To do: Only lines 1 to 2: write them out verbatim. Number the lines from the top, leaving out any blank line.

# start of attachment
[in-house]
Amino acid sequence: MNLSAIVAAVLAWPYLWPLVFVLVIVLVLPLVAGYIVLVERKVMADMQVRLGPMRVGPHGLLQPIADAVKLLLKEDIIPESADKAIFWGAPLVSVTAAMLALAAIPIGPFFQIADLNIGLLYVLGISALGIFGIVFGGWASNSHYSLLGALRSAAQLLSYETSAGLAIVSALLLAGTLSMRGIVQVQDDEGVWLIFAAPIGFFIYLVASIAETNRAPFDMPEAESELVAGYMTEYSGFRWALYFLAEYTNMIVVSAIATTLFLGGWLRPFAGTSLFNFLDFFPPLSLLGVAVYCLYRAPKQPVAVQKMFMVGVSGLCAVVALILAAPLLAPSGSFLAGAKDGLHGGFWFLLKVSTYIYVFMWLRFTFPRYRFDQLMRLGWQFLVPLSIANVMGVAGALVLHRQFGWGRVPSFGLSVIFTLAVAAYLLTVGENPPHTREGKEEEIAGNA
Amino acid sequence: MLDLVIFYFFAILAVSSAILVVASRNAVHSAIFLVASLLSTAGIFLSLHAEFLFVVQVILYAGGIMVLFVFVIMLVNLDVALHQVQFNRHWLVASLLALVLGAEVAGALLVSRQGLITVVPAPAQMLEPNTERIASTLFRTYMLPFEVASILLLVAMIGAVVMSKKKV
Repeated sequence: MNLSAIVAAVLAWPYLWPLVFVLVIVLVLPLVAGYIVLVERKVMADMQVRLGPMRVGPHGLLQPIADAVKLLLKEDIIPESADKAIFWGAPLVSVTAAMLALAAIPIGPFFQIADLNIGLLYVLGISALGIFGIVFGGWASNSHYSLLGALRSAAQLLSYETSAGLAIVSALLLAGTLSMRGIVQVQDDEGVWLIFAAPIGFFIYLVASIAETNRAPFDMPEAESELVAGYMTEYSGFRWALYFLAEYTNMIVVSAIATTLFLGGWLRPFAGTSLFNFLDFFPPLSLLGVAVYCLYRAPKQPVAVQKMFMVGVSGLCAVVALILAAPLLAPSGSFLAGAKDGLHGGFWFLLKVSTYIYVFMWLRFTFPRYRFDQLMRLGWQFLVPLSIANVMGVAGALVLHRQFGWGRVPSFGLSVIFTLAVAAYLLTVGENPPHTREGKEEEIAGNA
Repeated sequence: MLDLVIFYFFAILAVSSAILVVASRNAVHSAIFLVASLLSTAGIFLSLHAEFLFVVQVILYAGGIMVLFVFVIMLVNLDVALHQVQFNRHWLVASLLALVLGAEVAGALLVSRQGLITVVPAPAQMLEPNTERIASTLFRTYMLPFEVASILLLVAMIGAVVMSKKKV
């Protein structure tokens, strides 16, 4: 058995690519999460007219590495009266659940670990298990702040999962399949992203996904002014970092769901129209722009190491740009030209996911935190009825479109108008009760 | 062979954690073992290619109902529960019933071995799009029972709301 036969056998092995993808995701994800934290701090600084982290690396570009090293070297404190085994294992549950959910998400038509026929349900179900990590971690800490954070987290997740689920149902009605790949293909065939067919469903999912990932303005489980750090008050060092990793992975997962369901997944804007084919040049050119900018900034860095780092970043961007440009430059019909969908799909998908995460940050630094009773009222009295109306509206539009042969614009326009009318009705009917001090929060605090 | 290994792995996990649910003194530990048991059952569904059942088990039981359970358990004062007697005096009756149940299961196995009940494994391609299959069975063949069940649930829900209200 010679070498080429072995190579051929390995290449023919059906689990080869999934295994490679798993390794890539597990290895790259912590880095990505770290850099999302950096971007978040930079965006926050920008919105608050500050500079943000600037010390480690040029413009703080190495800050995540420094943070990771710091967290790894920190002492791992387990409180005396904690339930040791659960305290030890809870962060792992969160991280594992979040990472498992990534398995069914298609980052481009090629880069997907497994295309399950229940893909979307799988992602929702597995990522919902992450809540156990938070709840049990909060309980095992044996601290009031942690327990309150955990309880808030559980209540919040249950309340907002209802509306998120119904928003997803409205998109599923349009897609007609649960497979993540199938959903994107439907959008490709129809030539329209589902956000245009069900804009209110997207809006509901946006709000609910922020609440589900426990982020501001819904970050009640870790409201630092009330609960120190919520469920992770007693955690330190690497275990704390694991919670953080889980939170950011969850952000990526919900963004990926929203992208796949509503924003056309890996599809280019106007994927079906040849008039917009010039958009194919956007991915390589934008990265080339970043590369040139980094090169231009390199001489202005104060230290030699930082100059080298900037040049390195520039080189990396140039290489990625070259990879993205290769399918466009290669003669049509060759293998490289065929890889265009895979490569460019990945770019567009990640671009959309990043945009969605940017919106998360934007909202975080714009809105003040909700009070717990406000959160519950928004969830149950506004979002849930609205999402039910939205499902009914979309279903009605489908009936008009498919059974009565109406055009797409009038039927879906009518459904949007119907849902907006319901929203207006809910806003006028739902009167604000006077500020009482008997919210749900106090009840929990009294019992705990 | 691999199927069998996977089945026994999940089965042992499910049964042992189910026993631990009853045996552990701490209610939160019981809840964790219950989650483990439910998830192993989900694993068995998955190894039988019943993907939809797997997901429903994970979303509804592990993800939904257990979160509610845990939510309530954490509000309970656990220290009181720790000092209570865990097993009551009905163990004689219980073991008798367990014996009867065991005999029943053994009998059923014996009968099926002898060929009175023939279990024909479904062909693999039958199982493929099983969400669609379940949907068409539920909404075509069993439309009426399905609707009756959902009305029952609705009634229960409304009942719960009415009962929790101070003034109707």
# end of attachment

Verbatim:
[in-house]
Amino acid sequence: MNLSAIVAAVLAWPYLWPLVFVLVIVLVLPLVAGYIVLVERKVMADMQVRLGPMRVGPHGLLQPIADAVKLLLKEDIIPESADKAIFWGAPLVSVTAAMLALAAIPIGPFFQIADLNIGLLYVLGISALGIFGIVFGGWASNSHYSLLGALRSAAQLLSYETSAGLAIVSALLLAGTLSMRGIVQVQDDEGVWLIFAAPIGFFIYLVASIAETNRAPFDMPEAESELVAGYMTEYSGFRWALYFLAEYTNMIVVSAIATTLFLGGWLRPFAGTSLFNFLDFFPPLSLLGVAVYCLYRAPKQPVAVQKMFMVGVSGLCAVVALILAAPLLAPSGSFLAGAKDGLHGGFWFLLKVSTYIYVFMWLRFTFPRYRFDQLMRLGWQFLVPLSIANVMGVAGALVLHRQFGWGRVPSFGLSVIFTLAVAAYLLTVGENPPHTREGKEEEIAGNA